I am a chronic procrastinator.
Throughout my years in various settings, I’ve come up with a myriad of excuses in order to maintain my self-esteem:
I thrive under pressure.
I have a ton of stuff going on.
My work doesn’t motivate me.
I don’t want to fail so I need to wait until I am ready.
I love to live in the moment and enjoy my current situation.
I will start tomorrow.
The simple fact remains. I put work off as long as I can.
Strangely, my recent increase in blog posts is another example of procrastination. Let me explain.
Since 2005, I have been working on a science fiction novel. During the last seven years I’ve experienced varying levels of productivity as I’ve inched closer to completing my goal. I saw a momentous spike in my productivity last November right before Lylah was born. In one month I wrote about 43,000 words.
Unfortunately, I’ve only written 6,000 words since then. Granted, I’ve had a lot going on in these last six months. However, I have managed to do a good deal of writing. Just not for my novel. I’ve written roughly 10,000 words in blog posts alone.
In regards to my novel, I’ve gotten in a funk. I’ve gotten out of rhythm, and the thought of starting up simply feels daunting. Writing a one-page blog post feels a lot more manageable than “picking up my novel” again.
Now, I’ve truly enjoyed writing for my blog more frequently, and I want to be intentional about writing for it as well. But I can easily use consistent blog posting as an excuse to avoid my novel.
Isn’t it frustrating how we can so easily, yet covertly sabotage ourselves like this? Rationalization can obliterate Godly passions and dreams. Excuses help us to be content with unfinished business. Yet, when we are perfectly honest, we aren’t truly content. In the back of our mind we still think about what we have intended to do for weeks. It slowly eats away at us, at our sense of self-worth.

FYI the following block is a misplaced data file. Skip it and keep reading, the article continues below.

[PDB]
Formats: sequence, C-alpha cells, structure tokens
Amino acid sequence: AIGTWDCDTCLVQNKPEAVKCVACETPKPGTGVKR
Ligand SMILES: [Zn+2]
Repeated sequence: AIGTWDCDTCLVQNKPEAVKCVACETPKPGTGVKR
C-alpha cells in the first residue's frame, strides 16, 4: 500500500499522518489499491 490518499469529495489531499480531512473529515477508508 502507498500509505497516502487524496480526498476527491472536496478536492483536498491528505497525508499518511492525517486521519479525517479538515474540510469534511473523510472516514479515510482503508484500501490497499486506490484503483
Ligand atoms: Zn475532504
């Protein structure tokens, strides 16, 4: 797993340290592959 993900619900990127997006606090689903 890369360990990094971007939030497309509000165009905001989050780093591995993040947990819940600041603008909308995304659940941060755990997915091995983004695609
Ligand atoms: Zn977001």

Consider how many marriages erode because of incomplete honey-do lists. Each day the spouse feels a little less adequate because they didn’t do that one thing that has nagged them. And, even though it might only take 30 minutes, it doesn’t get done. It becomes a larger burden with each passing day.
It might not be in your marriage, but it might be at your workplace. There might be a difficult conversation with a coworker that you’ve been avoiding. A rift slowly develops between the two of you as you put off that talk another day.
Getting back to my novel, I get even more frustrated when I realize that I would have another 100,000 words – I might be close to finishing it – if I had just written an hour a day since January. It sounds so simple when described like that. But even still, I don’t open the file and keep writing. Another excuse stymies me.
I am reminded of the Q&A section of a great book I read a while ago called Switch. One of the pieces of advice the authors give concerning this idea of creating positive change is this:
Shrink the change.
Break it down so that it seems more manageable. In the Q&A, Chip and Dan Heath talk about shrinking the change so much so that I can do something today. Make some positive step toward your goal today.
Maybe the thought of resurrecting my novel feels overwhelming at 11pm tonight. That’s ok. But I can open my document and write a paragraph. Even if I did nothing more than write a paragraph every day, that’s infinitely more than writing nothing a day.
When we shrink the change so much that we can do something today, we are surprised. We often get the momentum we need to keep going and accomplish much more than we anticipated.
So I’m going to finish up this post and write something on my novel. I already have the file open. What I write will probably be junk, but it will be something. And that’s better than nothing.
What’s been nagging at you? What have you been neglecting? How can you shrink the change so you can do something today? Let me know how it goes. I’ll keep you posted about my novel.